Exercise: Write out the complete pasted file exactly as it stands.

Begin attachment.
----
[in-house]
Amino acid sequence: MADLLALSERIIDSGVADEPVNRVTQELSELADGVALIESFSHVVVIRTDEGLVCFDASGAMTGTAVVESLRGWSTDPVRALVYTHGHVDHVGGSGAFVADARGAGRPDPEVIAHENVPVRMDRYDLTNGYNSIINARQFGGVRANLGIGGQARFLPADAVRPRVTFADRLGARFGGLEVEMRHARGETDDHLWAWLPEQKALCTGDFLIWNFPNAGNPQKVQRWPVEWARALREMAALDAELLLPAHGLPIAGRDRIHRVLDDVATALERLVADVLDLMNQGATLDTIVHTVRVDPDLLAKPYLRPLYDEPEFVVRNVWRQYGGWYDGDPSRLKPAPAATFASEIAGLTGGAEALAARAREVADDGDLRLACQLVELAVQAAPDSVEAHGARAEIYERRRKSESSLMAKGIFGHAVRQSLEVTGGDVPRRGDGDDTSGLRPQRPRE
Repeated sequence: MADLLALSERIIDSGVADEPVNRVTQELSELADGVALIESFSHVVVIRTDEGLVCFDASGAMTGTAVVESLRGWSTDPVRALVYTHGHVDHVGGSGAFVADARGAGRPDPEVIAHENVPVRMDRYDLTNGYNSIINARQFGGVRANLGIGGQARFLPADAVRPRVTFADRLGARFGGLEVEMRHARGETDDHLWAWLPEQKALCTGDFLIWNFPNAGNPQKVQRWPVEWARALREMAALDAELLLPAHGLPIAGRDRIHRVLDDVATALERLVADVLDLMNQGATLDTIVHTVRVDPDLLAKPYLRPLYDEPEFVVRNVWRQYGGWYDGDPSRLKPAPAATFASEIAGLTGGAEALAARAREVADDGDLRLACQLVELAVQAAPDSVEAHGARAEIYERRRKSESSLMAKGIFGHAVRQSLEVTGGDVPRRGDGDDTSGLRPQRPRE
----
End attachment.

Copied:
[in-house]
Amino acid sequence: MADLLALSERIIDSGVADEPVNRVTQELSELADGVALIESFSHVVVIRTDEGLVCFDASGAMTGTAVVESLRGWSTDPVRALVYTHGHVDHVGGSGAFVADARGAGRPDPEVIAHENVPVRMDRYDLTNGYNSIINARQFGGVRANLGIGGQARFLPADAVRPRVTFADRLGARFGGLEVEMRHARGETDDHLWAWLPEQKALCTGDFLIWNFPNAGNPQKVQRWPVEWARALREMAALDAELLLPAHGLPIAGRDRIHRVLDDVATALERLVADVLDLMNQGATLDTIVHTVRVDPDLLAKPYLRPLYDEPEFVVRNVWRQYGGWYDGDPSRLKPAPAATFASEIAGLTGGAEALAARAREVADDGDLRLACQLVELAVQAAPDSVEAHGARAEIYERRRKSESSLMAKGIFGHAVRQSLEVTGGDVPRRGDGDDTSGLRPQRPRE
Repeated sequence: MADLLALSERIIDSGVADEPVNRVTQELSELADGVALIESFSHVVVIRTDEGLVCFDASGAMTGTAVVESLRGWSTDPVRALVYTHGHVDHVGGSGAFVADARGAGRPDPEVIAHENVPVRMDRYDLTNGYNSIINARQFGGVRANLGIGGQARFLPADAVRPRVTFADRLGARFGGLEVEMRHARGETDDHLWAWLPEQKALCTGDFLIWNFPNAGNPQKVQRWPVEWARALREMAALDAELLLPAHGLPIAGRDRIHRVLDDVATALERLVADVLDLMNQGATLDTIVHTVRVDPDLLAKPYLRPLYDEPEFVVRNVWRQYGGWYDGDPSRLKPAPAATFASEIAGLTGGAEALAARAREVADDGDLRLACQLVELAVQAAPDSVEAHGARAEIYERRRKSESSLMAKGIFGHAVRQSLEVTGGDVPRRGDGDDTSGLRPQRPRE